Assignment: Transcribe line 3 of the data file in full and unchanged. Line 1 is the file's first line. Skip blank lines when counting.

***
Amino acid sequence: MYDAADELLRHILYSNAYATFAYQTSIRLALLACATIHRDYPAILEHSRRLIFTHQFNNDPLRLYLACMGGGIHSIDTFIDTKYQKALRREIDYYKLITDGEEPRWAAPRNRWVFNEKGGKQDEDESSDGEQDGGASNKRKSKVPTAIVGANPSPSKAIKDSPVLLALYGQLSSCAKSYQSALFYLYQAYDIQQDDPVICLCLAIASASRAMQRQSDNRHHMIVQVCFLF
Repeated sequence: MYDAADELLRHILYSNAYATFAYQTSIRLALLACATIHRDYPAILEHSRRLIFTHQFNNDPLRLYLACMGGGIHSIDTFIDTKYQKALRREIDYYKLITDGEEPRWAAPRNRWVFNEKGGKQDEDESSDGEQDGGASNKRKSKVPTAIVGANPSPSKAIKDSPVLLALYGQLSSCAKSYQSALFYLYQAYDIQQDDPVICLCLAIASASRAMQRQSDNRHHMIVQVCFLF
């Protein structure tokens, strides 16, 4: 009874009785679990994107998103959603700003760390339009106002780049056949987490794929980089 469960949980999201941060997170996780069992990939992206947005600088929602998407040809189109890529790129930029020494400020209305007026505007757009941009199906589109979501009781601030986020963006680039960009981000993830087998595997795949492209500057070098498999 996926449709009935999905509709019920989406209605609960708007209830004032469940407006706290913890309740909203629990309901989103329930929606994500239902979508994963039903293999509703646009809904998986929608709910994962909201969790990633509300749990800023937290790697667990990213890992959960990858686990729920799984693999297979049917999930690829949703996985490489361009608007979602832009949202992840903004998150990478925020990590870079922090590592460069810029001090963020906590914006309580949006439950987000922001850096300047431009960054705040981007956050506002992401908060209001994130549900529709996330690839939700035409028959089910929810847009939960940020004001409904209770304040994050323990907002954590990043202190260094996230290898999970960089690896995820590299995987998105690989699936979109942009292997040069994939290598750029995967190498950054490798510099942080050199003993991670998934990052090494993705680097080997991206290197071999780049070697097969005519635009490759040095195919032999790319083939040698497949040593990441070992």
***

């Protein structure tokens, strides 16, 4: 009874009785679990994107998103959603700003760390339009106002780049056949987490794929980089 469960949980999201941060997170996780069992990939992206947005600088929602998407040809189109890529790129930029020494400020209305007026505007757009941009199906589109979501009781601030986020963006680039960009981000993830087998595997795949492209500057070098498999 996926449709009935999905509709019920989406209605609960708007209830004032469940407006706290913890309740909203629990309901989103329930929606994500239902979508994963039903293999509703646009809904998986929608709910994962909201969790990633509300749990800023937290790697667990990213890992959960990858686990729920799984693999297979049917999930690829949703996985490489361009608007979602832009949202992840903004998150990478925020990590870079922090590592460069810029001090963020906590914006309580949006439950987000922001850096300047431009960054705040981007956050506002992401908060209001994130549900529709996330690839939700035409028959089910929810847009939960940020004001409904209770304040994050323990907002954590990043202190260094996230290898999970960089690896995820590299995987998105690989699936979109942009292997040069994939290598750029995967190498950054490798510099942080050199003993991670998934990052090494993705680097080997991206290197071999780049070697097969005519635009490759040095195919032999790319083939040698497949040593990441070992």